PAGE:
In the end though, everyone has their own methods. What makes me better might not work for the next guy and vice versa. So, in general, the best advice I can give to anyone making music and asking these kinda questions to themselves is “just do what you do” and avoid reading think pieces on completely situational and arbitrary things like what I just wrote right here. Oops!

9 thoughts on “Quality or Quantity?

  1. Interesting post, Block. As a writer (I’m working on my second sci-fi novel while trying to get my first published), I can relate completely to the quality/quantity debate. I have days where the words seem to fly off my fingertips, but most of the time I’m a pretty slow writer. Even if life (and my day job) didn’t interfere (which they always have a way of doing), I don’t think it’s in me to crank out a book in a month. Sometimes I get down on myself about this and think, “If I was a REAL writer, I’d be producing faster,” but I know this is BS. Once you strip away the glamour and mystique, being a real writer (or musician, or any other kind of artist) means a steady application of creative effort over long periods of time – ideally a lifetime. The quantity argument is good when it comes to practicing and honing your craft (practice makes perfect, they say), but in terms of what material sees the light of day, I will always value quality over quantity. Judging from your beats (which I thoroughly enjoy), you are of the same mind.

    Keep fighting the good fight!


  2. wurd man, i just dumped like 30 tracks (not even beats!) that were 99% done, because it is better to hit the ground running than to stumble and perhaps ruin your chances of success completely nbecause you become associated with shit!

  3. Your appeal to what feels natural seems to run counter to your typical demystifying streak (not a bad thing; just interesting).

    Also, thank you for saying ‘luxury problem’ instead of first world problem.

    “Spending five eighths of my time brainstorming how to keep my name in the pipeline” -Open Mike Eagle

    Certainly, different people do it differently, but we have some ability to kind of shape our own habits here (particularly people early-on in their creative life). Kool AD released like 4 (!!) hours of music -this year-. Milo released 2. Open Mike Eagle has three albums and four (five?) EPs in three years.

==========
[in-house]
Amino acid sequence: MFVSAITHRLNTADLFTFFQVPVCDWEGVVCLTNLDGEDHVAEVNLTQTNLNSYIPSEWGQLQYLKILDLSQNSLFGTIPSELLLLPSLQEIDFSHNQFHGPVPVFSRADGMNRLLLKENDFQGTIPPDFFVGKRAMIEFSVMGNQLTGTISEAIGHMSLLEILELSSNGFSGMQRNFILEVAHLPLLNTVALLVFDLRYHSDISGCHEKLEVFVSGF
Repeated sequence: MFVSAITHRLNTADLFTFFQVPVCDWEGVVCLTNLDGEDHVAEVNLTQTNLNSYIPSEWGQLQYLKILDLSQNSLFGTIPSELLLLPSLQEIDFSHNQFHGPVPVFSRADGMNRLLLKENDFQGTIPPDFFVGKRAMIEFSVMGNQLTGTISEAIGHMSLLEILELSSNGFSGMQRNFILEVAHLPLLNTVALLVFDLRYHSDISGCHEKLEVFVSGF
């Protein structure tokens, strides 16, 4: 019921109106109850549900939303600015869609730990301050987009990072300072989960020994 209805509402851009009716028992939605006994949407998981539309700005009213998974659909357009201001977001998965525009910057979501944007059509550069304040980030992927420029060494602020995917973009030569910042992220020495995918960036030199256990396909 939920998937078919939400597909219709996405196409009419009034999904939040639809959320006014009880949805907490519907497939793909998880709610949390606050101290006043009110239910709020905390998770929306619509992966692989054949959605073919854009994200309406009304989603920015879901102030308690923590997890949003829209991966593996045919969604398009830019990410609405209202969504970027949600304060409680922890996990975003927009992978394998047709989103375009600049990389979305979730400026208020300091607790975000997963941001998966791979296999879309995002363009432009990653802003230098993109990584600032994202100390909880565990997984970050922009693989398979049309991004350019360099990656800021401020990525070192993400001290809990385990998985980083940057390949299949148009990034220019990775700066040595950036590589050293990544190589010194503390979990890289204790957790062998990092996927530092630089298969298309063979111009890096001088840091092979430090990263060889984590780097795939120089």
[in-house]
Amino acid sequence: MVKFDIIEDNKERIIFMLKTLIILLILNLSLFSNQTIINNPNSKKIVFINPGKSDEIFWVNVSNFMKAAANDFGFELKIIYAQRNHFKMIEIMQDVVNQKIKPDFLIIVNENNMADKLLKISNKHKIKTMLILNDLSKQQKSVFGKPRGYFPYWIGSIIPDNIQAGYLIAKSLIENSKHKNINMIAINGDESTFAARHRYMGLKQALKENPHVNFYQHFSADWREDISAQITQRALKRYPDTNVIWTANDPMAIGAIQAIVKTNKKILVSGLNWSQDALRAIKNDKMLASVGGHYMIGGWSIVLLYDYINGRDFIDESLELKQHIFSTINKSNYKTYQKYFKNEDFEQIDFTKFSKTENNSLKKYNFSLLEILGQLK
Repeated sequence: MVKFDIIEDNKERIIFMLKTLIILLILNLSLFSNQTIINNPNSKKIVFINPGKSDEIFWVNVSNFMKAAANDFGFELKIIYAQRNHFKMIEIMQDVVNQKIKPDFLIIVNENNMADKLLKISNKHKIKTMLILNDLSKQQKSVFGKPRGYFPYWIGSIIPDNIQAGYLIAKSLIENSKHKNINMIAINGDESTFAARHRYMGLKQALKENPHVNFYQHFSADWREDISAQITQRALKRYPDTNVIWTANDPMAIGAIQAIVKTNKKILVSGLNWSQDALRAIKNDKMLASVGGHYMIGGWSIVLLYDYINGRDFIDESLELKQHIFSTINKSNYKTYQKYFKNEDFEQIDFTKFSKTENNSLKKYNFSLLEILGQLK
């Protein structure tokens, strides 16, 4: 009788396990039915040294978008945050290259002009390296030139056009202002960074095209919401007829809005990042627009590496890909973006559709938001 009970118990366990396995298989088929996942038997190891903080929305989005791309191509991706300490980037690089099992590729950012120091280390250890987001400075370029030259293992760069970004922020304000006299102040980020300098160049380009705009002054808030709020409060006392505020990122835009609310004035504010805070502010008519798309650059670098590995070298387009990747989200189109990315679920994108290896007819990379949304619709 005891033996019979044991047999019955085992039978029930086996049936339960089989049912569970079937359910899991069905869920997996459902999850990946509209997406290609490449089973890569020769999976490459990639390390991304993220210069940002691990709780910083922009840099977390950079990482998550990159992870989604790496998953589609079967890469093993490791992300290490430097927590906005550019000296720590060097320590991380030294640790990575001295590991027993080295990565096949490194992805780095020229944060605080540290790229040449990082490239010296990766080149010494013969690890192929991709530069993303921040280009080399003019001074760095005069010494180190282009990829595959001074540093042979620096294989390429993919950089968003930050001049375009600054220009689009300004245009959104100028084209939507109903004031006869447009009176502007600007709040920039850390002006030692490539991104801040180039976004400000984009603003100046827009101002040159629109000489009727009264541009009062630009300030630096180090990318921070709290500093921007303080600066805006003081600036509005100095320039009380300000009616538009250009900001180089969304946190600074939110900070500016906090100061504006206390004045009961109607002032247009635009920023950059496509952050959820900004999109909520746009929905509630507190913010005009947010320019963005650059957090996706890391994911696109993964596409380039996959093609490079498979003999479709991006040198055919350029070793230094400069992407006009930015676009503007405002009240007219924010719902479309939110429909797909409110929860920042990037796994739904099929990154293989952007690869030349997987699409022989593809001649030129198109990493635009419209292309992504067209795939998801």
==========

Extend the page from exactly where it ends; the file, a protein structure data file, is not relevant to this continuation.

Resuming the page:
The sort of quality you have to pump out if you’re going to take your time — and you kinda have to already be famous for this to work well — is some El-P level shit. Three solo albums in ten years is some incredibly lacking quantity, and has essentially resulted in El not exactly being ‘famous’ generally as being ‘famous’ like.. three or four separate times and then tons of people forget about him (RTJ’s taken him to new levels tho).

    No doubt the better thing for marketing, almost always, seems to be the quantity side, up to a certain point. For most releases, two months after they drop people are waiting on that next shit. There’s a lot of bullshit about over-saturation, but the reality seems to be that, unless you’re lil b,or El-P (the two extremes) all of your projects are gonna receive pretty similar media attention regardless of the space between them.

    Milo actually like… wrote, recorded, and mixed a song in ~1 hour for Scallops Hotel cuz there was another song he couldn’t use for some reason, and he wanted to live up to his promise of 7 tracks. And the song is pretty dope.


    No conclusions; just spitballing.

  4. makes as much music as you want. but along with being an artist comes the ability to know immediately what is shit, and that you shouldnt release it.

  5. Good one, no right answer! We tend to forget that no 2 situations are the same when we blindly try to mimic the methods of successful stories. When really, I can think of countless factors that would affect the effectiveness of certain creative processes…date, age, location, left/right brain dominance, resources, etc. oh ps I’m not an artist at all so I’m talking straight outta my ass haha!

    With that being said, have you ever heard Louis CK talk about how he brainstorms up a routine and then identifies the strongest part near the end, then he throws the rest of the material out and starts fresh with that strongest joke only. I can’t remember what clip. Do you know what I’m talking about? If so, what do you think about that?

    • I have him talk about that. It’s pretty interesting. As far as what I think about it, it’s just his process. He’s one of the most prolific comedians of the last decade so , i suppose, whatever works for him work.

      • I hate to bother you with an unrelated question but i dont know how else to inquire about getting some production done by you. im an emcee you has an entirely different style then anyone ive heard whal still maintaining modesty and it would mean the world to me to have you produce my first full length album as opposed to the mixtape im dropping very soon. please get back to me, it would be greatly appreciated..

      • I’m afraid I don’t really do freelance work like that anymore. I pretty much only work with people I have relationships with. Sorry.